However, SAQP, when successful, allows for the doubling of the pattern density with each spacer formation step, allowing the engineers, by working around the limits of refraction, to match EUV by proxy.

To double the number of steps and end with a flawless and hence a working chip requires not only the flawless execution of production methods involving vacuum deposition and ion beam etching but also the complete absence of any trace gasses or dust particles whatsoever.

In contrast, EUV lithography simplifies the chip-making process by using a single exposure to create each layer of patterns, streamlining the manufacturing workflow. A wavelength of 13.5 nm allows for feature sizes ranging from 10 to 20 nm. The minimum width of the line achievable using EUV approximately equivalent to the wavelength of light employed.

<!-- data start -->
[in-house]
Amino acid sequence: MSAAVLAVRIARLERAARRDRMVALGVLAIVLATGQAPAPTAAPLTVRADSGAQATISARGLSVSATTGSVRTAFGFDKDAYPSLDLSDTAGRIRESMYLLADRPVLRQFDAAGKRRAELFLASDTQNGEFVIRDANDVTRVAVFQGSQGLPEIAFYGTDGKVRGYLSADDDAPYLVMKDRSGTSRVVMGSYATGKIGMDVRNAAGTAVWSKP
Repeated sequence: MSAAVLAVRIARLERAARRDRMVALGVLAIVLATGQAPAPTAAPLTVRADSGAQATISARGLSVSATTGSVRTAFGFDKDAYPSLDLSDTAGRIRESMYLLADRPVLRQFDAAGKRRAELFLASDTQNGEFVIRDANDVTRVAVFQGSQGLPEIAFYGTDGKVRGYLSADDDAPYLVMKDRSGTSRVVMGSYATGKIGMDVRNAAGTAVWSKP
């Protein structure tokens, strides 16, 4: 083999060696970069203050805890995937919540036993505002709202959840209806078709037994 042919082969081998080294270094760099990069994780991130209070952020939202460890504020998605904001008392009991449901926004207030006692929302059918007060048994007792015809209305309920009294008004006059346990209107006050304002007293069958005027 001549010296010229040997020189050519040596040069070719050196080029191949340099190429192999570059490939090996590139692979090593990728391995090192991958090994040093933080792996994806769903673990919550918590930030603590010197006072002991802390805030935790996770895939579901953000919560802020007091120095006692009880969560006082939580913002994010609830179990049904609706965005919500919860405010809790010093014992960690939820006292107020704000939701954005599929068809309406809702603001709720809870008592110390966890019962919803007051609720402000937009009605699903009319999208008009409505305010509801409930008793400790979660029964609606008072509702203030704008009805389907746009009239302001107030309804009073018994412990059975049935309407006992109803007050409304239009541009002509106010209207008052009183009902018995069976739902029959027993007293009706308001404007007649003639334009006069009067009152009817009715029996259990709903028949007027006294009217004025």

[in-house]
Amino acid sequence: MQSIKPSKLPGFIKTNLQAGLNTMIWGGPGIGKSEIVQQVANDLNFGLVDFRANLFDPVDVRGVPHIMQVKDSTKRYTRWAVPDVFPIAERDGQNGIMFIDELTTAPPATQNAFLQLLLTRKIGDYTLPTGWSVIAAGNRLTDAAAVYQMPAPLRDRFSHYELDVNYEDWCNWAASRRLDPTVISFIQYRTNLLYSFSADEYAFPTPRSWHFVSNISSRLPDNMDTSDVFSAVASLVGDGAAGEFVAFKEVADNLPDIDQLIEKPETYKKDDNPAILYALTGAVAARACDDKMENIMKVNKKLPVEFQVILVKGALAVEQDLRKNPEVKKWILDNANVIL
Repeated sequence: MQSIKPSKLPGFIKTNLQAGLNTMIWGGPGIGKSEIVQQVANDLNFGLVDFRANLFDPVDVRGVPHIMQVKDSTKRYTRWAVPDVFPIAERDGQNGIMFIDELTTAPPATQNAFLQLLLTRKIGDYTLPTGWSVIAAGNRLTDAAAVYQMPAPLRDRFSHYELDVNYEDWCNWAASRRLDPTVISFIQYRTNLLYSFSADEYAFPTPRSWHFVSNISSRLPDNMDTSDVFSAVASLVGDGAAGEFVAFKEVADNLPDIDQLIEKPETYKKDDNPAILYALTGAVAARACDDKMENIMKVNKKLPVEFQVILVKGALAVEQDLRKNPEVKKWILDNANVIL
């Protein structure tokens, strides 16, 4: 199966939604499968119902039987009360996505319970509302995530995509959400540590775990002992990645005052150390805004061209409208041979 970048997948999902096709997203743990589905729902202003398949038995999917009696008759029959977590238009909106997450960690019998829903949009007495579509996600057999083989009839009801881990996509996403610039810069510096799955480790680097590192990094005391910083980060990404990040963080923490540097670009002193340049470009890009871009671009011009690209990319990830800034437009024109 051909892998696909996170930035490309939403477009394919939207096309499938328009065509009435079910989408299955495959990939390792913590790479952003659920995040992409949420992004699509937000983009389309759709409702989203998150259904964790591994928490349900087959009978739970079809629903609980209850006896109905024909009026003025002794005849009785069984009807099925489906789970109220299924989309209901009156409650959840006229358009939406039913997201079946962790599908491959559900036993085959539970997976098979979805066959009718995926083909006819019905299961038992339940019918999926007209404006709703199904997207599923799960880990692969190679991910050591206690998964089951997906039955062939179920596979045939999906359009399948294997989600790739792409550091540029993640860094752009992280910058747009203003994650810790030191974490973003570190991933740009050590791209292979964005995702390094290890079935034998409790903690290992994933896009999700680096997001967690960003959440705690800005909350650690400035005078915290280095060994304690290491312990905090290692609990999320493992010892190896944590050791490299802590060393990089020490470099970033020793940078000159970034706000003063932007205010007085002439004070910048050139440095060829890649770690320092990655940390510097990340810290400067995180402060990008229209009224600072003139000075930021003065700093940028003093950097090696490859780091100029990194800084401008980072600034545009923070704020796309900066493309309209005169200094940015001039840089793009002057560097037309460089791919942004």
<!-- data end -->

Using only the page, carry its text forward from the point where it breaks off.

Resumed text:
The shorter wavelengths require much higher energies, which requires both the cooling and the unique high-precision UVB optics created by the Dutch giant ASML, the one technology out of reach of the Chinese due to Biden’s ban on EUV machine exports.

To review, while SAQP involves more steps and is more complex than EUV lithography, both techniques achieve high resolution. SAQP incurs higher costs due to multiple steps, while EUV requires substantial initial investment in tools but can be more cost-effective in the long run. SAQP reduces alignment errors but can introduce yield loss due to its complexity, whereas going any further with EUV faces challenges due to the physics of refraction; using even shorter wavelengths difficult for a host of reasons.

SAQP is adaptable for advanced nodes like 7 nm and 5 nm FinFETs, while EUV is usually crucial for nodes below 7 nm.